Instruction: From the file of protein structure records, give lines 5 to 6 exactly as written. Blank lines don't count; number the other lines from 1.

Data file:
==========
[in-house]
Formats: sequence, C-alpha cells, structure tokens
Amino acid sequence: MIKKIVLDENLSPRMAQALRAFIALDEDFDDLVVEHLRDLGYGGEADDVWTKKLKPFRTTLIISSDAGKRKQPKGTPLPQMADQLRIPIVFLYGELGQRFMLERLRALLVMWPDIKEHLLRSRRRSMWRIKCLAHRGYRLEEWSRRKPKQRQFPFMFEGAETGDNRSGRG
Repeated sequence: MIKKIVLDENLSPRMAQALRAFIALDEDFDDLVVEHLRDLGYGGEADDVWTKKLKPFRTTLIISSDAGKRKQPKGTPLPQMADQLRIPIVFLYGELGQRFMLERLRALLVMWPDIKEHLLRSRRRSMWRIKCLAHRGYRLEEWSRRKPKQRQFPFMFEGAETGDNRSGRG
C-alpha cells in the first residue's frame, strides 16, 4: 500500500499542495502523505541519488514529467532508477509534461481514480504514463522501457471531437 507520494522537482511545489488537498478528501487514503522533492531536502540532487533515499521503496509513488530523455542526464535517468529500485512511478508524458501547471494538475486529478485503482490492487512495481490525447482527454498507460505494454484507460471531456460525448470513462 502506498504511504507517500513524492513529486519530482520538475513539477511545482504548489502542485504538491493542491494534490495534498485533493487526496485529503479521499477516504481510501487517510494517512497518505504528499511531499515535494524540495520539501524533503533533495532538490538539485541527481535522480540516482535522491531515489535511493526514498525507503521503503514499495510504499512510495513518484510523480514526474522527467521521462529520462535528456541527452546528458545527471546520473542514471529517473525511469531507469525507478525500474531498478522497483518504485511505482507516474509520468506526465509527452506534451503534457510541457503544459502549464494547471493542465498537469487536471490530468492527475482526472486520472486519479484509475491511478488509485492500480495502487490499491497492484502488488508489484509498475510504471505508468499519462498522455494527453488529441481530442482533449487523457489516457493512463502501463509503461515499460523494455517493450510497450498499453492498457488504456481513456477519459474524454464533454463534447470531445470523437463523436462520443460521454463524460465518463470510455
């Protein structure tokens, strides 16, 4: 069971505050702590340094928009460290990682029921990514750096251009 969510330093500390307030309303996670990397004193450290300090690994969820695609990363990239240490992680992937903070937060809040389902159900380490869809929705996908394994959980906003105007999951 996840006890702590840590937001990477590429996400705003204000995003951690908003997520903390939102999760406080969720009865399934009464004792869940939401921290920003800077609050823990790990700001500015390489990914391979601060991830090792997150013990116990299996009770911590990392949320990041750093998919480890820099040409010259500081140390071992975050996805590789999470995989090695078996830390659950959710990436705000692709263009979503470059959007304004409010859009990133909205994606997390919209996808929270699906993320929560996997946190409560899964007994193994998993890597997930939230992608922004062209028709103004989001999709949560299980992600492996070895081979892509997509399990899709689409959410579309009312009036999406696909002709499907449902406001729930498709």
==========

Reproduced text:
C-alpha cells in the first residue's frame, strides 16, 4: 500500500499542495502523505541519488514529467532508477509534461481514480504514463522501457471531437 507520494522537482511545489488537498478528501487514503522533492531536502540532487533515499521503496509513488530523455542526464535517468529500485512511478508524458501547471494538475486529478485503482490492487512495481490525447482527454498507460505494454484507460471531456460525448470513462 502506498504511504507517500513524492513529486519530482520538475513539477511545482504548489502542485504538491493542491494534490495534498485533493487526496485529503479521499477516504481510501487517510494517512497518505504528499511531499515535494524540495520539501524533503533533495532538490538539485541527481535522480540516482535522491531515489535511493526514498525507503521503503514499495510504499512510495513518484510523480514526474522527467521521462529520462535528456541527452546528458545527471546520473542514471529517473525511469531507469525507478525500474531498478522497483518504485511505482507516474509520468506526465509527452506534451503534457510541457503544459502549464494547471493542465498537469487536471490530468492527475482526472486520472486519479484509475491511478488509485492500480495502487490499491497492484502488488508489484509498475510504471505508468499519462498522455494527453488529441481530442482533449487523457489516457493512463502501463509503461515499460523494455517493450510497450498499453492498457488504456481513456477519459474524454464533454463534447470531445470523437463523436462520443460521454463524460465518463470510455
């Protein structure tokens, strides 16, 4: 069971505050702590340094928009460290990682029921990514750096251009 969510330093500390307030309303996670990397004193450290300090690994969820695609990363990239240490992680992937903070937060809040389902159900380490869809929705996908394994959980906003105007999951 996840006890702590840590937001990477590429996400705003204000995003951690908003997520903390939102999760406080969720009865399934009464004792869940939401921290920003800077609050823990790990700001500015390489990914391979601060991830090792997150013990116990299996009770911590990392949320990041750093998919480890820099040409010259500081140390071992975050996805590789999470995989090695078996830390659950959710990436705000692709263009979503470059959007304004409010859009990133909205994606997390919209996808929270699906993320929560996997946190409560899964007994193994998993890597997930939230992608922004062209028709103004989001999709949560299980992600492996070895081979892509997509399990899709689409959410579309009312009036999406696909002709499907449902406001729930498709």